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Pappas v. Solution Start, Corp.

United States District Court, W.D. North Carolina, Charlotte Division

July 26, 2018

PETE J. PAPPAS Plaintiff,
v.
SOLUTION START, CORP., Defendant.

          ORDER

          GRAHAM C. MULLEN UNITED STATES DISTRICT JUDGE

         This matter is before the Court upon Defendant's Motion for Partial Summary Judgement pursuant to Rule 56(a) of the Federal Rules of Civil Procedure (Doc. No. 6). This motion has been fully briefed and is ripe for disposition.

         I. FACTUAL BACKGROUND

         Plaintiff Pete J. Pappas initiated this claim against his former employer Defendant SolutionStart, Corp. for unpaid overtime in violation of the Fair Labor Standards Act (“FLSA”) and the North Carolina Wage and Hour Act (“NCWHA”).

         Defendant was founded in 2000 by its CEO, Demetrios Andritsogiannis, who at all times relevant to this case went by the name Jimmy Georgiou (“Georgiou”). Defendant is a business providing technology solutions, managed services, and customer support to its customers, most of whom are dental practices.

         Plaintiff was employed by Defendant as a technician. His duties included installing hardware systems and cables at client locations and occasionally supporting hardware and software products. Beginning in the early days of its existence, Defendant paid all employees as salaried employees, and they received the same flat amount each pay period regardless of how many hours the employee worked. Georgiou and Andy Vrantsis (“Vrantsis”), the company's Vice President of Operations and Finance, allegedly believed this was appropriate for skilled professionals in a computer related field.

         Defendant uses Paychex, a third-party service provider, to process payroll and consult on HR matters. Paychex assisted in the creation of the company's employee handbook and benefit plans. Georgiou assumed Paychex would notify SolutionStart if its pay practices were incorrect.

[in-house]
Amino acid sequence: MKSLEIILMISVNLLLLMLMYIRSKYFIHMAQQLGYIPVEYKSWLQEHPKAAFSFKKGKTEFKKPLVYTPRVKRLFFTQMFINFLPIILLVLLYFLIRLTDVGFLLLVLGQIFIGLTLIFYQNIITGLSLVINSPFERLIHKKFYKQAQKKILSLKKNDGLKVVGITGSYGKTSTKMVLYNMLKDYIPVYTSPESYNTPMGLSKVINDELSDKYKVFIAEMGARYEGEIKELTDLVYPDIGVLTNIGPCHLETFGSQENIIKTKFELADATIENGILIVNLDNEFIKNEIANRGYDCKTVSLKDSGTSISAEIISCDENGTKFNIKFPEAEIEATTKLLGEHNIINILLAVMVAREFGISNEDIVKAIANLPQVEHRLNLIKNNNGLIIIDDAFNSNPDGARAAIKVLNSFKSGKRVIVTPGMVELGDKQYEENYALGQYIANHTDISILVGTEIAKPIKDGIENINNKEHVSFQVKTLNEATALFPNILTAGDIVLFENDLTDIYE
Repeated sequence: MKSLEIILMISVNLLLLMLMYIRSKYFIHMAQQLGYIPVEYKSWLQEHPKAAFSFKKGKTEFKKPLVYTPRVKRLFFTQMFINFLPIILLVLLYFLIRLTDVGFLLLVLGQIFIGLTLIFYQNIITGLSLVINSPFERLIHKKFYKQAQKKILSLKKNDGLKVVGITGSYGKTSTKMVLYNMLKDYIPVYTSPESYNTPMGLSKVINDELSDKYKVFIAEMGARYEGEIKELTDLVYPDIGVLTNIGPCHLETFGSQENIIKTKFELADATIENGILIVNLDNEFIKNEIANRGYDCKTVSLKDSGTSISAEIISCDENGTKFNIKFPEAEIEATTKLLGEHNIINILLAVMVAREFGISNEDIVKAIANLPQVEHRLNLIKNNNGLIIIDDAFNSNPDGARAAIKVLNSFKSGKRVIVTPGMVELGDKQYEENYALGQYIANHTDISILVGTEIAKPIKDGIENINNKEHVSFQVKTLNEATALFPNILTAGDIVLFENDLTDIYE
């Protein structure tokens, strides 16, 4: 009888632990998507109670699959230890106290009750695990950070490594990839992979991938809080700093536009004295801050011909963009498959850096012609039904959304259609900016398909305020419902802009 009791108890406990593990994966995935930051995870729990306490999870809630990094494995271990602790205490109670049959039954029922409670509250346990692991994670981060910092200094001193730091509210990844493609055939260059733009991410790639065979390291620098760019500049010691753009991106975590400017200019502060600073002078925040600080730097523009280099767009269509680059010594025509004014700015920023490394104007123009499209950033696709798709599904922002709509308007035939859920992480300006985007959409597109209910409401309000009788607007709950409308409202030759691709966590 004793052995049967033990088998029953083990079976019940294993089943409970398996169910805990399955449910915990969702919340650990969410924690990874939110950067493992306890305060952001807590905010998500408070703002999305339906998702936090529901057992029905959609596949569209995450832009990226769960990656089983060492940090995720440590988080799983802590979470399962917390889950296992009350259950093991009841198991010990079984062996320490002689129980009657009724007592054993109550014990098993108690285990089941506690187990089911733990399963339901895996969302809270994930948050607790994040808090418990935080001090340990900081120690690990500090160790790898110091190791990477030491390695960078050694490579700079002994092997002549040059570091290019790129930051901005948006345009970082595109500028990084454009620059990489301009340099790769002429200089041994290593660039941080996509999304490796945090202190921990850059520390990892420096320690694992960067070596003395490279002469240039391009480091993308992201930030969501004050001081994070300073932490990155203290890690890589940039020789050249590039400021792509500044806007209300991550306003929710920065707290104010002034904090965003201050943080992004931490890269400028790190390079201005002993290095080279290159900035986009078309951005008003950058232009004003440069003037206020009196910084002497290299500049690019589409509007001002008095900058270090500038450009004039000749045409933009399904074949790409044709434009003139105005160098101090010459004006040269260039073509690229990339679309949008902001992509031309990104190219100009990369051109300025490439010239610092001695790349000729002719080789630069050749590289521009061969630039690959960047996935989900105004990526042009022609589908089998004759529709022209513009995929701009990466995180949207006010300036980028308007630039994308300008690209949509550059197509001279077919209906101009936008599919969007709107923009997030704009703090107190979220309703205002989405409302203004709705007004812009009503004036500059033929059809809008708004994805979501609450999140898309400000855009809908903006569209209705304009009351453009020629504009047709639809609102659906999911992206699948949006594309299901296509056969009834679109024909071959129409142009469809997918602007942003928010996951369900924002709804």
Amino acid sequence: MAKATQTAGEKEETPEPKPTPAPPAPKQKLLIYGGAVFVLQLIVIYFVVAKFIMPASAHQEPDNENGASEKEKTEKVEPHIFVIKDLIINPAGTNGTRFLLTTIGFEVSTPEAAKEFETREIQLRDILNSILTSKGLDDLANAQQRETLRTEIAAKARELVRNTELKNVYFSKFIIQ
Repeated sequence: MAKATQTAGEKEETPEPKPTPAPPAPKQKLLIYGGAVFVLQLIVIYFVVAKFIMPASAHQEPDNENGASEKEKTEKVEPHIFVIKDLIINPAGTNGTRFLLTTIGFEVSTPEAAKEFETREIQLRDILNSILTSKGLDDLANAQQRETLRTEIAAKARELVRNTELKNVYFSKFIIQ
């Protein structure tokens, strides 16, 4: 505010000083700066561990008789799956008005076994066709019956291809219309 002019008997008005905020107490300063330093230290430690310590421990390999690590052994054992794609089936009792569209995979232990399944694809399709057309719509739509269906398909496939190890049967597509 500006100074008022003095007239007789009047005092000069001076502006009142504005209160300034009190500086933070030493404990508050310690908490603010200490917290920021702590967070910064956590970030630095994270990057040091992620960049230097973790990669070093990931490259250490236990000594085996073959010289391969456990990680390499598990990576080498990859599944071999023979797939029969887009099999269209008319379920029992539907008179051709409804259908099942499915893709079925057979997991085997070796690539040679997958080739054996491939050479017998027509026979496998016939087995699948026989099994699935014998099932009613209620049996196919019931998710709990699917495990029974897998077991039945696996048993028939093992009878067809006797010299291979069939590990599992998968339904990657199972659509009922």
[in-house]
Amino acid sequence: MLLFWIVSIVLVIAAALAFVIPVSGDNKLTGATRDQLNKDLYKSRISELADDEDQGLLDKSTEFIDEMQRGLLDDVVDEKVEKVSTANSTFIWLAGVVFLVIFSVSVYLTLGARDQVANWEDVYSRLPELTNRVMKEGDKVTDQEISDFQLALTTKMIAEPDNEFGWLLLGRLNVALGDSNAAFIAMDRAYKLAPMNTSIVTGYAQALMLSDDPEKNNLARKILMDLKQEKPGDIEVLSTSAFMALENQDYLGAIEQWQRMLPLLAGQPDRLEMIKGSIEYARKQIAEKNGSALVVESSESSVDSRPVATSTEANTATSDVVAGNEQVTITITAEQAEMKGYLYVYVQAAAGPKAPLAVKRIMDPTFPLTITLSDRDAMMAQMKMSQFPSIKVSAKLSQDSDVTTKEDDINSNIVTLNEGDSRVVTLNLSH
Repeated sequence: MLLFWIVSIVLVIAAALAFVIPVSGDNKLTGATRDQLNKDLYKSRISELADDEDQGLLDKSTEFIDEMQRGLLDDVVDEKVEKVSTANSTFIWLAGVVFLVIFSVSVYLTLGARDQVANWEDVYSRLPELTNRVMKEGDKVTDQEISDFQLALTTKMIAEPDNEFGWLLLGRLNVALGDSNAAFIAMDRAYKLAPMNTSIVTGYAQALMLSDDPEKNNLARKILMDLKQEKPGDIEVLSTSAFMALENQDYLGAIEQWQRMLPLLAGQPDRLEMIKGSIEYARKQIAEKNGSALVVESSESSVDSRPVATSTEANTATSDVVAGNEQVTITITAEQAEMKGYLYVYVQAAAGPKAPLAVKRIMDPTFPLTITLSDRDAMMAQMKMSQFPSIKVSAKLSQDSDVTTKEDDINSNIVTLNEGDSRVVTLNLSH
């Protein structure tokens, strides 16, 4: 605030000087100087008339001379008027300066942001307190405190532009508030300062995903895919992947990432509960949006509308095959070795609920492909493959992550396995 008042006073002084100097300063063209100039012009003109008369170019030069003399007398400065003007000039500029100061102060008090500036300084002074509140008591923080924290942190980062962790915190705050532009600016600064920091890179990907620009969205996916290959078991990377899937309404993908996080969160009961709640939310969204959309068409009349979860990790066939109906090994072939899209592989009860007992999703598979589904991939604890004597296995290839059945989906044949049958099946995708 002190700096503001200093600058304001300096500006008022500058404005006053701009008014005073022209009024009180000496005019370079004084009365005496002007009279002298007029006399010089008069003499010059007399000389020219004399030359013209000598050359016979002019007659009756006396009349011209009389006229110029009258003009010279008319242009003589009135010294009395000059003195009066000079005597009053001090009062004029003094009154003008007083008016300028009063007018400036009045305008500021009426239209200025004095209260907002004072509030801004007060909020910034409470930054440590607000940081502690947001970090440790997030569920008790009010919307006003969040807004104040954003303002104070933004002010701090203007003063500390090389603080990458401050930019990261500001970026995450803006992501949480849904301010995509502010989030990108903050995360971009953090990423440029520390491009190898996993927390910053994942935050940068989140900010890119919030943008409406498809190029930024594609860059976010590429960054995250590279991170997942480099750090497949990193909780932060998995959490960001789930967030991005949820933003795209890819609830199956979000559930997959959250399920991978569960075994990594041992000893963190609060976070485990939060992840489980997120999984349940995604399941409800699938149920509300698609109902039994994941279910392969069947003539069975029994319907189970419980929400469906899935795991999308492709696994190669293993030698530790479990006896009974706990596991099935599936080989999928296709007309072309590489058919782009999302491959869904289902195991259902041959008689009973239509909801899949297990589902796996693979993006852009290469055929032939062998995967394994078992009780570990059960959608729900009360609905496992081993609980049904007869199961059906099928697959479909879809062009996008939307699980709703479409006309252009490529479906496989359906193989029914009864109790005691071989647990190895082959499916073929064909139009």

In the summer of 2016, Plaintiff expressed his belief that he was misclassified by Defendant as an exempt employee under FLSA and that he should be earning overtime.[1] Around the same time, Defendant was contacted by Paychex in connection with some upcoming changes in the law that might require Defendant to reclassify certain employees as non-exempt.

         Defendant consulted with Paychex and sought legal advice on both the new wage laws and Plaintiff's question about his own classification. After this consultation Defendant reclassified Pappas and one other employee as non-exempt. Out of 25 employees, these were the only two employees who needed to be reclassified. The re-classification was implemented the week of July 9-16, 2016. Plaintiff was paid in accordance with the law from this date forward.

         Plaintiff asked to be paid for the overtime he had worked prior to his reclassification. In November 2016, Defendant attempted to pay Plaintiff and the other reclassified employee an amount equal to the overtime they should have received for the previous two years. There was no condition to their acceptance of this payment.

         Even though Plaintiff was paid a salary, Defendant maintained accurate records of his working hours using a software program called ConnectWise. Plaintiff entered his own hours into ConnectWise and certified that they were correct. Plaintiff acknowledges that these records accurately reflected his time. Using the ConnectWise records, Vrantsis created a spreadsheet showing how much money Plaintiff would have earned during the past two years if he had been paid overtime. During the November meeting, Georgiou and Vrantsis showed Plaintiff the spreadsheet and explained the methodology behind it. Plaintiff acknowledges the spreadsheet is accurate and its methodology was correct. In that meeting, Georgiou and Vrantsis also presented Plaintiff with a payroll check in the gross amount of $10, 350.17 and a Memorandum of Understanding explaining the payment and how it had been calculated. Although there was no condition on Plaintiff's acceptance of the payment, Defendant hoped the Memorandum would effectively communicate that there was no reason for a dispute. Plaintiff took the check with him, but never deposited it. Plaintiff allegedly believed that the payment was “unfair” because it did not cover the entire length of his employment.

         Plaintiff continued working for Defendant as a non-exempt employee until he voluntarily resigned effective June 16, 2017. He filed this lawsuit on August 4, 2017.

         II. DISCUSSION

         A. ...


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